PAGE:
Von Wilfried Schroeder
RESUMEN: Una revisión de las minimas de
actividad solar y la relaci6n entre la actividad auroral y geomagnética nos
permiten establecer que la actividad minima solar no es evidente en los datos
PALABRAS CLAVE: Aurora, minimum de Maunder,
ABSTRACT: A review of solar activity
minima and the relationship of the auroral and geomagnetic activities suggest
that solar minima are not evident in the available data.
KEY WORDS: Aurora,
Maunder minimum, solar activity.
A number of papers have discussed the problem of solar
variability (see Leon, Skumanich and White, 1992; Nesme-Ribes et al., 1993,
Mendoza, 1996). Eddy (1976), based on the ideas of the English astronomer
Maunder (see Schroeder, 1984). He proposed that a long solar minimum occurred in
the 17th century. The name "Maunder minimum" and other proposed minima
such as the Spoerer minimum (between 1460 and 1550) have been widely used in the
Eddy proposed that the Maunder minimum occurred between
1645 and 1710. His assumption was supported by a small amount of data; however,
later results in radio chemistry, archaeology and other fields seemed to support
The assumption of the Maunder minimum has been accepted
(e.g. Kippenhahn 1992), and criticized (Gleisberg, 1968; 1979; Landsberg, 1980).
Legrand et al. (1993) and Schlamminger (1993) have shown that the minima are not
supported by auroral data. The recently introduced Spoerer minimum, which is
supposed to have occurred between 1460 and 1550 (Kippenhahn, 1992; Suess, 1993)
is not consistent with evidence that the solar cycle did function from the 16th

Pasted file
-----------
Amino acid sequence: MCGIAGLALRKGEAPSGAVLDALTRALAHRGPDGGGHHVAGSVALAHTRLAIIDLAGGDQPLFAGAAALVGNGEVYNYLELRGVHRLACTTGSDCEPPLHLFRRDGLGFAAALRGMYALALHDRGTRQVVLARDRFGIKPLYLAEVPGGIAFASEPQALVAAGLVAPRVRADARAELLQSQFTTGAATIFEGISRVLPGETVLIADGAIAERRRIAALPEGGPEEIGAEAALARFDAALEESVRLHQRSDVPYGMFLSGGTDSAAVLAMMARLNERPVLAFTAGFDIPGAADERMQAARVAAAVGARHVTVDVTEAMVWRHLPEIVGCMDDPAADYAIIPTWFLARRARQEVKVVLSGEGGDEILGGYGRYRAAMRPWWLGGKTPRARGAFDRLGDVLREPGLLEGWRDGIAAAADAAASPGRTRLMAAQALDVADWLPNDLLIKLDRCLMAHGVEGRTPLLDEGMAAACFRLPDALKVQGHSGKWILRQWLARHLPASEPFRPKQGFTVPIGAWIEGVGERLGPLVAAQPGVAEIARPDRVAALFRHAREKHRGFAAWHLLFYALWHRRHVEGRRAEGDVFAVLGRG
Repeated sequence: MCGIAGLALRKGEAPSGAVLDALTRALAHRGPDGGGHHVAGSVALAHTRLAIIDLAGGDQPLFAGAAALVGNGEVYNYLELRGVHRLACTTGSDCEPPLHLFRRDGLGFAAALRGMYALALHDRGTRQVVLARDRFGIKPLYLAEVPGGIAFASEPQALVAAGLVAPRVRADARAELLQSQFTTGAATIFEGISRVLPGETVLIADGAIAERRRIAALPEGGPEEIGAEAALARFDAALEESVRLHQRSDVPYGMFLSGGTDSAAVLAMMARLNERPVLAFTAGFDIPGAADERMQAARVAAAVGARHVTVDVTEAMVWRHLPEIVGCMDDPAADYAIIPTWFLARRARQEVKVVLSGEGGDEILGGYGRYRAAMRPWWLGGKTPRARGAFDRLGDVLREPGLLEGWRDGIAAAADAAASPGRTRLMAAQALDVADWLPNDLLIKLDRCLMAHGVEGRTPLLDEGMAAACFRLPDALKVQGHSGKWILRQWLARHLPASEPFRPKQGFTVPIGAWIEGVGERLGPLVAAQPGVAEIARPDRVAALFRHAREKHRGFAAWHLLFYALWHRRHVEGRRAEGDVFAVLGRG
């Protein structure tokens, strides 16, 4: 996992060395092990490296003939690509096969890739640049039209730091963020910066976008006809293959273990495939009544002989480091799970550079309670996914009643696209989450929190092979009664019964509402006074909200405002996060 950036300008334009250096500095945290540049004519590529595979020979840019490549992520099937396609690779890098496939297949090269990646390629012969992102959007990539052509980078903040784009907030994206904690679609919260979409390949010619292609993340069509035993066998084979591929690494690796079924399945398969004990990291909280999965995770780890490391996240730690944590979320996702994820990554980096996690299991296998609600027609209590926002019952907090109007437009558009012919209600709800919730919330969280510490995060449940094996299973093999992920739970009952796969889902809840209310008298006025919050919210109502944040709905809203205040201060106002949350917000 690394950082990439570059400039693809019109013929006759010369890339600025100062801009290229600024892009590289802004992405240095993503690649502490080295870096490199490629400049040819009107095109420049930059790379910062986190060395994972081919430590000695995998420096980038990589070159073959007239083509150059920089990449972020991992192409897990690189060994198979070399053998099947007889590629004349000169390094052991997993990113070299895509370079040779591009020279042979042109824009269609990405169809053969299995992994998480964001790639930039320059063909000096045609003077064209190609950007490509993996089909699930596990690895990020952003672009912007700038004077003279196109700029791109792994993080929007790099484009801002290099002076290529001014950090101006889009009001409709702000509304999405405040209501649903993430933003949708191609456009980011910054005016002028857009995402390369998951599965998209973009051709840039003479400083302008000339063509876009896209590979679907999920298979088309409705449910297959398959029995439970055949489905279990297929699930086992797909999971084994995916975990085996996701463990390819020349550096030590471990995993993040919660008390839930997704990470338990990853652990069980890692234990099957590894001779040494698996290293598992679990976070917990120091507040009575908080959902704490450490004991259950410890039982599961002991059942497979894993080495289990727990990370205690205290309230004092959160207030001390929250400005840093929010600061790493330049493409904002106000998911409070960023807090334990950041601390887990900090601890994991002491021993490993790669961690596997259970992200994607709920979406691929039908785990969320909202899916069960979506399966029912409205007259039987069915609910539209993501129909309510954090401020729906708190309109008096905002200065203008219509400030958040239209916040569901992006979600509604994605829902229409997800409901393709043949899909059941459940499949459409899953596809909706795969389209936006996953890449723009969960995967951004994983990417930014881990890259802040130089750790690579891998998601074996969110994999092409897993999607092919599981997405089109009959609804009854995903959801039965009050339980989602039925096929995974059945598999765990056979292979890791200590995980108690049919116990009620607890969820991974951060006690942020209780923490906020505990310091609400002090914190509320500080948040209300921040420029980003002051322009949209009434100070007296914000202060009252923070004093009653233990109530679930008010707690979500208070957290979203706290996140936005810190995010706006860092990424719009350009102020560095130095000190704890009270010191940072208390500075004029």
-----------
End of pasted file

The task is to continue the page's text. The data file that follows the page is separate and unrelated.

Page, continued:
to the 18th century and that there were continuously auroras in the middle
latitude with the usual frequency of occurrence (Schroeder, 1988).
Data from different catalogues of auroras and from
other sources (see Schroeder, 1984, 1998, 1996) are summarized in Tables
1 and 2 (cf. Boue, 1856; Fritz, 1873, Krivsky,
1988; Landsberg, 1980-, Legrand et al. 1993).
There is a fairly normal auroral activity for Central
Europe during the alleged Spoerer minimum as shown by Table
1. When interpreting such data, the present standards of observations cannot
be used. In late Medieval times the existing scientific institutions were not
interested in auroras. Such phenomena were assumed to possess some theological
origin and were neither observed nor recorded as natural ones. Few records date
from these centuries, but it is impossible to conclude that there were no
Even after the invention of printing there was no
systematic solar and auroral research. Records remained sporadic. There are no
data for some years, but it is possible that new data will be discovered in
sources which have not yet been studied.
Eddy's result seemed to be confirmed by the fact that
GeV energy range of cosmic rays is coupled to solar activity. In this energy
range, cosmic rays generate free neutrons in the atmosphere and influence the
isotope composition. Therefore the fluctuations of the solar activity must be
"fossil- ized" in the isotope composition (Suess, 1993).
Auroral frequency from 16th to 18th centtury from European data (middle latitudes)
solar "activity minima" exist?
Tables 1 and 2
cover a large historic time interval. There are years for which no auroras have
been reported until now. Does this mean that there were no auroras in these
years? By no means. As mentioned, the scientific and social conditions did not
favour the compilation of complete statistics. On the contrary, the evidence of